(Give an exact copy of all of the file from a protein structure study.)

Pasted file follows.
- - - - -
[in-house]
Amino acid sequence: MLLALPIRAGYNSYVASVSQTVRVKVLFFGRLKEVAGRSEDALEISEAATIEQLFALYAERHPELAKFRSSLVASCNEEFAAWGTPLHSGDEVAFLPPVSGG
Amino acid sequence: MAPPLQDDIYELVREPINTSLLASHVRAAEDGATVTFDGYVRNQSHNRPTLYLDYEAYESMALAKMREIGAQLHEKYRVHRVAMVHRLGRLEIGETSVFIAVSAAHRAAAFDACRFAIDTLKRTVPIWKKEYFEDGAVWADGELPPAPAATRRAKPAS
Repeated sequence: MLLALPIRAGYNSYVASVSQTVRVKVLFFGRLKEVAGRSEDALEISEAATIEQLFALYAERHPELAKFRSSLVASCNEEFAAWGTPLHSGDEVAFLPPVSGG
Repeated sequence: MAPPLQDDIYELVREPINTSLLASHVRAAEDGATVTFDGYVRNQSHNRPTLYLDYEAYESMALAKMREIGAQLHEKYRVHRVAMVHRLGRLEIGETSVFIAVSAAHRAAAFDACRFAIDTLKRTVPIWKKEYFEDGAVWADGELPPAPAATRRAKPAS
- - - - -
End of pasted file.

[in-house]
Amino acid sequence: MLLALPIRAGYNSYVASVSQTVRVKVLFFGRLKEVAGRSEDALEISEAATIEQLFALYAERHPELAKFRSSLVASCNEEFAAWGTPLHSGDEVAFLPPVSGG
Amino acid sequence: MAPPLQDDIYELVREPINTSLLASHVRAAEDGATVTFDGYVRNQSHNRPTLYLDYEAYESMALAKMREIGAQLHEKYRVHRVAMVHRLGRLEIGETSVFIAVSAAHRAAAFDACRFAIDTLKRTVPIWKKEYFEDGAVWADGELPPAPAATRRAKPAS
Repeated sequence: MLLALPIRAGYNSYVASVSQTVRVKVLFFGRLKEVAGRSEDALEISEAATIEQLFALYAERHPELAKFRSSLVASCNEEFAAWGTPLHSGDEVAFLPPVSGG
Repeated sequence: MAPPLQDDIYELVREPINTSLLASHVRAAEDGATVTFDGYVRNQSHNRPTLYLDYEAYESMALAKMREIGAQLHEKYRVHRVAMVHRLGRLEIGETSVFIAVSAAHRAAAFDACRFAIDTLKRTVPIWKKEYFEDGAVWADGELPPAPAATRRAKPAS